Deux femmes œuvrant dans la Grande Guerre : Louise de Bettignies et la reine Élisabeth

TitleDeux femmes œuvrant dans la Grande Guerre : Louise de Bettignies et la reine Élisabeth
Publication TypeJournal Article
Year of Publication2013
AuthorsAntier, Chantal
JournalRevue Historique des Armées
Issue272
Start Page51-60
Date Published11/2013
Abstract

Since the canteen women or nurses of the war of 1870, women have evolved, and in 1914 they sought not to participate in combat, which was denied to them, but to perform the tasks required of them. Numerous resistors appeared in Belgium and in the invaded parts of the north and east of France against the German occupation, which was particularly cruel to women. Many of them moved from resistance to espionage, at the request of British, French, and Belgian intelligence, since they were less controlled than the men. Charged with directing a network or directly monitoring any movement of troops in the vicinity of railways and waterways, these women such as Louise de Bettignies accepted a perilous role that could result in their death or life imprisonment. Also threatened are those charged by the Queen of Belgium to prepare peace talks between the Allies and the Germans.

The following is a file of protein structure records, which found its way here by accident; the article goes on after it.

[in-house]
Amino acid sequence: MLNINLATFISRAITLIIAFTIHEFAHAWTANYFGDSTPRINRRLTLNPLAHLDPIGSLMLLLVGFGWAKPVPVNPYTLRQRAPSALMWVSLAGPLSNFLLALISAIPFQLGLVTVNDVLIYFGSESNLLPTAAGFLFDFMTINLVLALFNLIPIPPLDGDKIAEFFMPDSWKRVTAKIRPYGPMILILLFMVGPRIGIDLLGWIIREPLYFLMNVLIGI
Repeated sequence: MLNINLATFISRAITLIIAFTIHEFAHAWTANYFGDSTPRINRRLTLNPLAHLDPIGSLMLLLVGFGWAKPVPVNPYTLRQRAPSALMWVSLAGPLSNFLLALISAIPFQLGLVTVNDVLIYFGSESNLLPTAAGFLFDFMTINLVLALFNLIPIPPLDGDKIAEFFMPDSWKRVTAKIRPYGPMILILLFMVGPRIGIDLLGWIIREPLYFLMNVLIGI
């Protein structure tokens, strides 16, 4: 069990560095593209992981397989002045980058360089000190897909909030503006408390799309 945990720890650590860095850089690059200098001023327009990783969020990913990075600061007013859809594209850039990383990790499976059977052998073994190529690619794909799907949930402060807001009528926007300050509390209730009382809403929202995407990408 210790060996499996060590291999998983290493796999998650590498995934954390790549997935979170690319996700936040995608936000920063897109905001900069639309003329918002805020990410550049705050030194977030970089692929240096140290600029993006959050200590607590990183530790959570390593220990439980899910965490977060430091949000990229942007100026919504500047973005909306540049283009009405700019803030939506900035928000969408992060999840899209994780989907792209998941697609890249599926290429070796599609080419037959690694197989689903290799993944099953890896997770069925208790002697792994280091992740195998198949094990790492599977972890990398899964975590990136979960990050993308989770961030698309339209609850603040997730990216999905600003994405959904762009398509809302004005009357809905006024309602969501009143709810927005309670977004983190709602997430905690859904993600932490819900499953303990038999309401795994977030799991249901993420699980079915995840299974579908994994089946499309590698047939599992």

URLhttps://journals.openedition.org/rha/7782
Translated TitleTwo Women Working in the Great War: Louise de Bettignies and Queen Élisabeth
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